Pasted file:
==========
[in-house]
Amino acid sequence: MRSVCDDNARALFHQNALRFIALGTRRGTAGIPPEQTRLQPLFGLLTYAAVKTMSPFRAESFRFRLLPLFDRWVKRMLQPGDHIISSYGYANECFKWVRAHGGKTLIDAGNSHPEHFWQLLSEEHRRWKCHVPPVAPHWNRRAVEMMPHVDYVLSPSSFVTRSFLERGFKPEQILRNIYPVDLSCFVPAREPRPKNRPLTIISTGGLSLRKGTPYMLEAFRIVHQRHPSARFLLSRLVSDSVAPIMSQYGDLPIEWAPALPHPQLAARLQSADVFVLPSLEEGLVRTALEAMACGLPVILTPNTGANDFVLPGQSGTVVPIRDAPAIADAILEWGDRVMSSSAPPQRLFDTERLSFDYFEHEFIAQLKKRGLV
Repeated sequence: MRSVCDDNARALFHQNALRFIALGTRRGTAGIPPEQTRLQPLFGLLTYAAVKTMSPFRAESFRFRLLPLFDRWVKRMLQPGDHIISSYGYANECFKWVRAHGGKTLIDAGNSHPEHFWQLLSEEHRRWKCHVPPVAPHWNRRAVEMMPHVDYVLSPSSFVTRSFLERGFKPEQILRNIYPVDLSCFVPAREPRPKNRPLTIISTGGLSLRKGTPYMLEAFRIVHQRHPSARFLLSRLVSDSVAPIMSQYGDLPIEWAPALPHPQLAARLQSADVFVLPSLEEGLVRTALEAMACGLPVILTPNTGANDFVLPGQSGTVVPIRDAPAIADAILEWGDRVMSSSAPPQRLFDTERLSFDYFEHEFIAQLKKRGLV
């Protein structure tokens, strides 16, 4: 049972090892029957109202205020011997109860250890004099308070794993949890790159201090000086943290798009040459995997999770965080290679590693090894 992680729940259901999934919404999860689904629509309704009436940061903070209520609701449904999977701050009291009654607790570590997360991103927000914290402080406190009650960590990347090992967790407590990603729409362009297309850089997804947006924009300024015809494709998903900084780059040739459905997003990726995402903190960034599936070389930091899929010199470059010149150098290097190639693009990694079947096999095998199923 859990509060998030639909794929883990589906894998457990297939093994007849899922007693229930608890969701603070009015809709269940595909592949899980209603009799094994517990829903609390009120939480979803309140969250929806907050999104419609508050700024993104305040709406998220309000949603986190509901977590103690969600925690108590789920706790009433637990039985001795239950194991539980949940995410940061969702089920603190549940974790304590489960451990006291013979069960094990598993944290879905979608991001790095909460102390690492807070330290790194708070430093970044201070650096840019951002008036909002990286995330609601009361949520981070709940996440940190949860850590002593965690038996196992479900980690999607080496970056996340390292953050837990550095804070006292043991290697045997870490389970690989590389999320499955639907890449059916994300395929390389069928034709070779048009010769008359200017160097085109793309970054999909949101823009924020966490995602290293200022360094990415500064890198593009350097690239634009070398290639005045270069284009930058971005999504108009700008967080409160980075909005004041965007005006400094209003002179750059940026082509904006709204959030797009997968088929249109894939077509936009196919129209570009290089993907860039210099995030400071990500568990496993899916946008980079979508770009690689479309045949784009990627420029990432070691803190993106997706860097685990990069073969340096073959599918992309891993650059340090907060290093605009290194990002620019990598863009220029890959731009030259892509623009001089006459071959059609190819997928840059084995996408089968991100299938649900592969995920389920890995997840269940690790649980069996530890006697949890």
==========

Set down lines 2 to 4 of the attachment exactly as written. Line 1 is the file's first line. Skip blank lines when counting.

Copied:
Amino acid sequence: MRSVCDDNARALFHQNALRFIALGTRRGTAGIPPEQTRLQPLFGLLTYAAVKTMSPFRAESFRFRLLPLFDRWVKRMLQPGDHIISSYGYANECFKWVRAHGGKTLIDAGNSHPEHFWQLLSEEHRRWKCHVPPVAPHWNRRAVEMMPHVDYVLSPSSFVTRSFLERGFKPEQILRNIYPVDLSCFVPAREPRPKNRPLTIISTGGLSLRKGTPYMLEAFRIVHQRHPSARFLLSRLVSDSVAPIMSQYGDLPIEWAPALPHPQLAARLQSADVFVLPSLEEGLVRTALEAMACGLPVILTPNTGANDFVLPGQSGTVVPIRDAPAIADAILEWGDRVMSSSAPPQRLFDTERLSFDYFEHEFIAQLKKRGLV
Repeated sequence: MRSVCDDNARALFHQNALRFIALGTRRGTAGIPPEQTRLQPLFGLLTYAAVKTMSPFRAESFRFRLLPLFDRWVKRMLQPGDHIISSYGYANECFKWVRAHGGKTLIDAGNSHPEHFWQLLSEEHRRWKCHVPPVAPHWNRRAVEMMPHVDYVLSPSSFVTRSFLERGFKPEQILRNIYPVDLSCFVPAREPRPKNRPLTIISTGGLSLRKGTPYMLEAFRIVHQRHPSARFLLSRLVSDSVAPIMSQYGDLPIEWAPALPHPQLAARLQSADVFVLPSLEEGLVRTALEAMACGLPVILTPNTGANDFVLPGQSGTVVPIRDAPAIADAILEWGDRVMSSSAPPQRLFDTERLSFDYFEHEFIAQLKKRGLV
């Protein structure tokens, strides 16, 4: 049972090892029957109202205020011997109860250890004099308070794993949890790159201090000086943290798009040459995997999770965080290679590693090894 992680729940259901999934919404999860689904629509309704009436940061903070209520609701449904999977701050009291009654607790570590997360991103927000914290402080406190009650960590990347090992967790407590990603729409362009297309850089997804947006924009300024015809494709998903900084780059040739459905997003990726995402903190960034599936070389930091899929010199470059010149150098290097190639693009990694079947096999095998199923 859990509060998030639909794929883990589906894998457990297939093994007849899922007693229930608890969701603070009015809709269940595909592949899980209603009799094994517990829903609390009120939480979803309140969250929806907050999104419609508050700024993104305040709406998220309000949603986190509901977590103690969600925690108590789920706790009433637990039985001795239950194991539980949940995410940061969702089920603190549940974790304590489960451990006291013979069960094990598993944290879905979608991001790095909460102390690492807070330290790194708070430093970044201070650096840019951002008036909002990286995330609601009361949520981070709940996440940190949860850590002593965690038996196992479900980690999607080496970056996340390292953050837990550095804070006292043991290697045997870490389970690989590389999320499955639907890449059916994300395929390389069928034709070779048009010769008359200017160097085109793309970054999909949101823009924020966490995602290293200022360094990415500064890198593009350097690239634009070398290639005045270069284009930058971005999504108009700008967080409160980075909005004041965007005006400094209003002179750059940026082509904006709204959030797009997968088929249109894939077509936009196919129209570009290089993907860039210099995030400071990500568990496993899916946008980079979508770009690689479309045949784009990627420029990432070691803190993106997706860097685990990069073969340096073959599918992309891993650059340090907060290093605009290194990002620019990598863009220029890959731009030259892509623009001089006459071959059609190819997928840059084995996408089968991100299938649900592969995920389920890995997840269940690790649980069996530890006697949890």